CORONAVIRUS: new provisions regarding family support leave

26 Jun 2020


Dorothée David

The Law of 20 June 2020 introducing family support leave within the context of combating the Covid-19 pandemic (hereinafter the “Law”) was published in Mémorial A no. 533 of 25 June 2020.

The Law takes over from the Grand-Ducal Regulation of 3 April 2020 introducing family support leave during the state of crisis (see our Newsflashes of 6 April 2020 and 18 May 2020), which came to an end on 24 June 2020[1].

The Law came into force on 25 June 2020 for a period of five months. During this period the following provisions, among others, apply:

Conditions for being granted family support leave: as a reminder, family support leave is paid leave that can be granted to an employee, self-employed worker or public official to look after another adult with a disability or an elderly person following the temporary closure of a registered establishment, within the context of combating the Covid-19 pandemic.

In order to be able to take family support leave, both of the following conditions must be met:

  • the registered establishment must have fully or partially closed within the context of the Covid-19 pandemic;
  • the employee, self-employed worker or public official must look after the adult with a disability or elderly person with whom they live at home.

If these conditions are fulfilled, the Minister for Disability and the Elderly will send the person applying for leave a certificate confirming the need for family support leave.

Information for the employer: the employee must:

  • inform the employer of their absence, either personally or via an intermediary, orally or in writing, on the same day;
  • submit the ministerial certificate mentioned above to the employer and the Caisse Nationale de Santé (CNS). This certificate is equivalent to a medical certificate within the meaning of article L. 121-6 (2) of the Labour Code with regard to the employer and the CNS.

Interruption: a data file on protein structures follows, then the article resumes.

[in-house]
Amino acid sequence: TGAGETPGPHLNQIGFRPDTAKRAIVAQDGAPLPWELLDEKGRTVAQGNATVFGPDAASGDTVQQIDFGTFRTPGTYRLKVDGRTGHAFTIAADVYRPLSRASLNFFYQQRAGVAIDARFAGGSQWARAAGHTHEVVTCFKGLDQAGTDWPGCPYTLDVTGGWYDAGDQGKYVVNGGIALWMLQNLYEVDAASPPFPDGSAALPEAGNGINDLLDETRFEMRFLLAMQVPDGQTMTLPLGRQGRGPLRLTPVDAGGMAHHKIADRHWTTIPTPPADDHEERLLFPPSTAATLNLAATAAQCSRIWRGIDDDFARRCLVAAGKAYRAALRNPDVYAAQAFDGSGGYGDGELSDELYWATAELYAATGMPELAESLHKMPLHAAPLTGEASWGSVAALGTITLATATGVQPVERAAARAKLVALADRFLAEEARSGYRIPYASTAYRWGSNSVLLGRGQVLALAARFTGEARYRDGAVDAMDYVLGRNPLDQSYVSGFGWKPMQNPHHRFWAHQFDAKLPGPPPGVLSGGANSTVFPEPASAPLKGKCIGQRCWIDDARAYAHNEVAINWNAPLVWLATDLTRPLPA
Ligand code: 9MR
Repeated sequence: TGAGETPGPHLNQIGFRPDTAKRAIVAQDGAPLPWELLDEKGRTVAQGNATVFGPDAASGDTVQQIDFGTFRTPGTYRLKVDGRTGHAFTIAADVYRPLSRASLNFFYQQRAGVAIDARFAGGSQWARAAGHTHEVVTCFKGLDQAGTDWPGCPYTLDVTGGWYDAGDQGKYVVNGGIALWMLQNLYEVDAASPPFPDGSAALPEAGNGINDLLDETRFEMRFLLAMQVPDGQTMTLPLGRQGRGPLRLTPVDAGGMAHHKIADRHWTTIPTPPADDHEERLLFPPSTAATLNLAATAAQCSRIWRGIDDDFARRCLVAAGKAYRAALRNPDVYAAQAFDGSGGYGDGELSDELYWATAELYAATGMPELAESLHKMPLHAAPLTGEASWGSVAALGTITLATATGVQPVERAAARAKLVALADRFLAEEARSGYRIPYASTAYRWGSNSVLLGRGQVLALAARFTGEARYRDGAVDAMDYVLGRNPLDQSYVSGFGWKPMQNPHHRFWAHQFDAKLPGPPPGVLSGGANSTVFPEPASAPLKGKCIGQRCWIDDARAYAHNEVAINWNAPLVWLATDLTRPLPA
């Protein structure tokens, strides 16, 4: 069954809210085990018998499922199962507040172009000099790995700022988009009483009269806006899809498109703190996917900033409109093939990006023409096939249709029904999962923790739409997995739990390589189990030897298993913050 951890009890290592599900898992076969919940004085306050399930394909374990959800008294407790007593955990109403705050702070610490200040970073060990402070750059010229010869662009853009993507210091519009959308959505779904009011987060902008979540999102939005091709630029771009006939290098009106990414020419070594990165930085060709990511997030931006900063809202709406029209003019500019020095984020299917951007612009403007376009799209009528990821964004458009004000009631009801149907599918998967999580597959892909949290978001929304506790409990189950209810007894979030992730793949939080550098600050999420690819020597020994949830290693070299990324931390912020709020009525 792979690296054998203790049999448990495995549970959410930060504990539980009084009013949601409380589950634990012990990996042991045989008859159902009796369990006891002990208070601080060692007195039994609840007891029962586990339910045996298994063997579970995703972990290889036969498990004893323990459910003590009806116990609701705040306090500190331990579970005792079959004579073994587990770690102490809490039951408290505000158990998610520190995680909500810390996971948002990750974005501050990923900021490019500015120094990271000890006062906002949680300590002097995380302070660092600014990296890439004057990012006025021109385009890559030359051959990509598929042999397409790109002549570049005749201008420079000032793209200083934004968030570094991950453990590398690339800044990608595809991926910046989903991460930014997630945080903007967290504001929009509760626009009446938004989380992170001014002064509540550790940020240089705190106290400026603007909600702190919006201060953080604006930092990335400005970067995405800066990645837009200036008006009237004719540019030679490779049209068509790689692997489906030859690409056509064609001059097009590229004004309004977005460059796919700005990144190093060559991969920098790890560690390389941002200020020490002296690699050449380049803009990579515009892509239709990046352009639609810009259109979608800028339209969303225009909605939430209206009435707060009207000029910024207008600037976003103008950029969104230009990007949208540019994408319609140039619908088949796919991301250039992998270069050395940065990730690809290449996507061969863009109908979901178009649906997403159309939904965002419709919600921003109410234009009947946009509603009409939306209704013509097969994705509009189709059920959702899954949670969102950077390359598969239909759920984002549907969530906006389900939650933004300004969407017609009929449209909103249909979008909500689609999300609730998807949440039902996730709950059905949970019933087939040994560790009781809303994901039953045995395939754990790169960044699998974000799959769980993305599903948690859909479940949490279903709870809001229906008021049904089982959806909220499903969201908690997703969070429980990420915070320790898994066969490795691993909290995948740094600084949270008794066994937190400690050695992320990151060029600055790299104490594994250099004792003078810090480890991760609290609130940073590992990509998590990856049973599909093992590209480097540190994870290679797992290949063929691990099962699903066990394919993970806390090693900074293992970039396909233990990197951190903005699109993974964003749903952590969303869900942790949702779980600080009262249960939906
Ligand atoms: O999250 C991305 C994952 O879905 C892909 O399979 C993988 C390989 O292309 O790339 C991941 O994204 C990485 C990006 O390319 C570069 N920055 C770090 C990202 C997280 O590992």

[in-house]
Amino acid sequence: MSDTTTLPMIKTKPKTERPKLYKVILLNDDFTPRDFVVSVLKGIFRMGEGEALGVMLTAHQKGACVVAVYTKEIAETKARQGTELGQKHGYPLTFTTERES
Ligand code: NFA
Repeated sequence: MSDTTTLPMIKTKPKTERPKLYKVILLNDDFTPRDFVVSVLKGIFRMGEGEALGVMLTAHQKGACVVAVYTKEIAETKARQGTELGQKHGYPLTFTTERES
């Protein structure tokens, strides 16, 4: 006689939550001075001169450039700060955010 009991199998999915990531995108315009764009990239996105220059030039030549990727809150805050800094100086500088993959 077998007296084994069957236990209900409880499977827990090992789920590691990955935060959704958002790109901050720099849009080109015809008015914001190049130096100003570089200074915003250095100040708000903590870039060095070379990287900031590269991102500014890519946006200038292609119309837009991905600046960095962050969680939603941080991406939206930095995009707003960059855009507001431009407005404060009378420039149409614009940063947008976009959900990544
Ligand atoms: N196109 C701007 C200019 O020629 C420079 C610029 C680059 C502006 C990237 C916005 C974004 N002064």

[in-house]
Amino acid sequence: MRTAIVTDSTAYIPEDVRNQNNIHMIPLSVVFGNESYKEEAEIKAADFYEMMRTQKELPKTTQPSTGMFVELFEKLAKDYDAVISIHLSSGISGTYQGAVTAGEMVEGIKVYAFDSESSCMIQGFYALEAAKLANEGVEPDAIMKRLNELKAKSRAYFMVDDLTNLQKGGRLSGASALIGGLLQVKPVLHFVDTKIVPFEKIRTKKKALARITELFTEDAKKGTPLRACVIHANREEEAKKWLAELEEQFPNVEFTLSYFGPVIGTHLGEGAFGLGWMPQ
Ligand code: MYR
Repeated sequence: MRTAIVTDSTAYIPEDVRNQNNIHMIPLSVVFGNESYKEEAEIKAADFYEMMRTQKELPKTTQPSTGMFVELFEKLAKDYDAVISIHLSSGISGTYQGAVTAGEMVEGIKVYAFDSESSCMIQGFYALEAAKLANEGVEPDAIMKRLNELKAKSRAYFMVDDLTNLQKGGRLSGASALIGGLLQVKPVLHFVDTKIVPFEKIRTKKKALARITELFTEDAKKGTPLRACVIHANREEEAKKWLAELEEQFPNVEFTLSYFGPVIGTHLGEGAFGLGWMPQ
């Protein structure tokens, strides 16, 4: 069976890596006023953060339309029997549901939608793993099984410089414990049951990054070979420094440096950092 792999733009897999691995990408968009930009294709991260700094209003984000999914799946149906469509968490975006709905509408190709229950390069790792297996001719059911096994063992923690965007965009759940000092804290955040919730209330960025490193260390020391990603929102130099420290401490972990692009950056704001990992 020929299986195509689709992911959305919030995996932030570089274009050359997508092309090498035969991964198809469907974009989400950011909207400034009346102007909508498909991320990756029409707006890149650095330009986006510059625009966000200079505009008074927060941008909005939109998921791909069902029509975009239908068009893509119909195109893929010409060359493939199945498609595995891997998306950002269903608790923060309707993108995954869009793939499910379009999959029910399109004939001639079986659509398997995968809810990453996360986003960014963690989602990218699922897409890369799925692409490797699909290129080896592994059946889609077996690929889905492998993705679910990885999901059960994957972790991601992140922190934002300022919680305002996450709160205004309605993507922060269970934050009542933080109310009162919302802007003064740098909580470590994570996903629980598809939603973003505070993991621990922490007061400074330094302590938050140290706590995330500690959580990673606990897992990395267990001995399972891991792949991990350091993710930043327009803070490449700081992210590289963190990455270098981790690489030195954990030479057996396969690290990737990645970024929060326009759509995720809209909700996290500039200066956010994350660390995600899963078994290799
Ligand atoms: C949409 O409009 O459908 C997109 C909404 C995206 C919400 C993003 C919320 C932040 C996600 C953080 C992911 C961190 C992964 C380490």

Protection against dismissal: having been informed by the employee of the latter’s absence in accordance with the provisions outlined above, the employer cannot dismiss the employee or summon them to a preliminary interview.

However, the Law specifies that this inability to dismiss does not apply:

  • if the ministerial certificate mentioned above is not presented to the employer;
  • if the employer’s warning, or the presentation of the certificate to them, take place after receipt of the dismissal letter, or the summons to a preliminary interview respectively.

In addition, the Law stipulates that protection against the employee’s dismissal does not impede:

  • the expiry of a fixed-term employment contract, or
  • the termination of a fixed-term or open-ended employment contract due to the employee’s gross misconduct.

The Law specifies that termination in breach of these provisions constitutes wrongful termination.

Duration and end of family support leave: family support leave is no longer limited to the duration of the state of crisis, and the Law stipulates that it comes to an end if the registered establishment informs the minister:

  • that all or part of its activities are resuming, and;
  • there is a space available in the registered establishment for the user.


Funding: the Law specifies that:

  • sick pay is due during periods of family support leave;
  • the government will cover the full payment of sick pay made by virtue of family support leave;
  • the obligation to maintain the full salary stipulated by article L.121-6 (3) of the Labour Code does not apply to family support leave.


The Employer’s mutual insurance (‘Mutualité des Employeurs’) will also cover the full reimbursement of salaries and other benefits, including employers’ costs, paid by the employer for the incapacity for work of employees benefiting from family leave.


[1] As a reminder, the state of crisis began on 18 March 2020 and ended at midnight on 24 June 2020.